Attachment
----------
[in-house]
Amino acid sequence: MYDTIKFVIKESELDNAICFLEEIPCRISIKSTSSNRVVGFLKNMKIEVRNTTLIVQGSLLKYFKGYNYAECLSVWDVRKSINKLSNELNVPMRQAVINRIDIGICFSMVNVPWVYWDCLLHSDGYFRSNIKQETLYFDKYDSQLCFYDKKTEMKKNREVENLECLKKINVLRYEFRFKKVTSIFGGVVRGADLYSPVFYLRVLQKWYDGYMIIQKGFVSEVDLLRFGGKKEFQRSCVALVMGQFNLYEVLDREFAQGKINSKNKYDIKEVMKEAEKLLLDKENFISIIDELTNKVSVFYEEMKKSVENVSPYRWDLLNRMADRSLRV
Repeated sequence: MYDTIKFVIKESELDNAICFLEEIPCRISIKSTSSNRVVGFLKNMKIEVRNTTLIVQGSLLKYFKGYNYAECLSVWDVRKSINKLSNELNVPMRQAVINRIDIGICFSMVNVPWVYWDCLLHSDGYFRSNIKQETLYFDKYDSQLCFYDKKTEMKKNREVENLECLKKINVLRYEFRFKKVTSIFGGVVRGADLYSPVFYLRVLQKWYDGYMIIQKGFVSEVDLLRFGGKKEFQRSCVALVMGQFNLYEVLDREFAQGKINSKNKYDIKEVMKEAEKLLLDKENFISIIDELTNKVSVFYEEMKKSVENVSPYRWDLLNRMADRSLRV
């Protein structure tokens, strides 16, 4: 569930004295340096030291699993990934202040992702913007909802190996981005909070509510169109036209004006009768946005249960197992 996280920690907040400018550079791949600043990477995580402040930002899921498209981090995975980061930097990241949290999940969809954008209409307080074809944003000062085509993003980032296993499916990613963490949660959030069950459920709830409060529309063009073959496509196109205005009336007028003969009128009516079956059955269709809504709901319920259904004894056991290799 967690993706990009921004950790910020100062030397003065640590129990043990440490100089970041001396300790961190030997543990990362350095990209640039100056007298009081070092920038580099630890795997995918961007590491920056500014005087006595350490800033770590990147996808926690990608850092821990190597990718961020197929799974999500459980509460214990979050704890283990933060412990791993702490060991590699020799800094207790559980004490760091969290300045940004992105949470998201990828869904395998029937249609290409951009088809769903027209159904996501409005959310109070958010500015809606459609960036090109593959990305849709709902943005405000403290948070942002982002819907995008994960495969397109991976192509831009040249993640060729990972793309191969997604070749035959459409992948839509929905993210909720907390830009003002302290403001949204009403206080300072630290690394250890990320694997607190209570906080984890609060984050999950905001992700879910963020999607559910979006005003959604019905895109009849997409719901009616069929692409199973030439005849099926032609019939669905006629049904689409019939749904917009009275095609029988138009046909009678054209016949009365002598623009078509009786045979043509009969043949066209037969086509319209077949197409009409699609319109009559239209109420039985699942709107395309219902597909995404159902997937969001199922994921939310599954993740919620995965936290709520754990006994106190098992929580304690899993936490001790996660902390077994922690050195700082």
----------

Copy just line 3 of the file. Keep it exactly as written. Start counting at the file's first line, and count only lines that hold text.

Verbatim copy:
Repeated sequence: MYDTIKFVIKESELDNAICFLEEIPCRISIKSTSSNRVVGFLKNMKIEVRNTTLIVQGSLLKYFKGYNYAECLSVWDVRKSINKLSNELNVPMRQAVINRIDIGICFSMVNVPWVYWDCLLHSDGYFRSNIKQETLYFDKYDSQLCFYDKKTEMKKNREVENLECLKKINVLRYEFRFKKVTSIFGGVVRGADLYSPVFYLRVLQKWYDGYMIIQKGFVSEVDLLRFGGKKEFQRSCVALVMGQFNLYEVLDREFAQGKINSKNKYDIKEVMKEAEKLLLDKENFISIIDELTNKVSVFYEEMKKSVENVSPYRWDLLNRMADRSLRV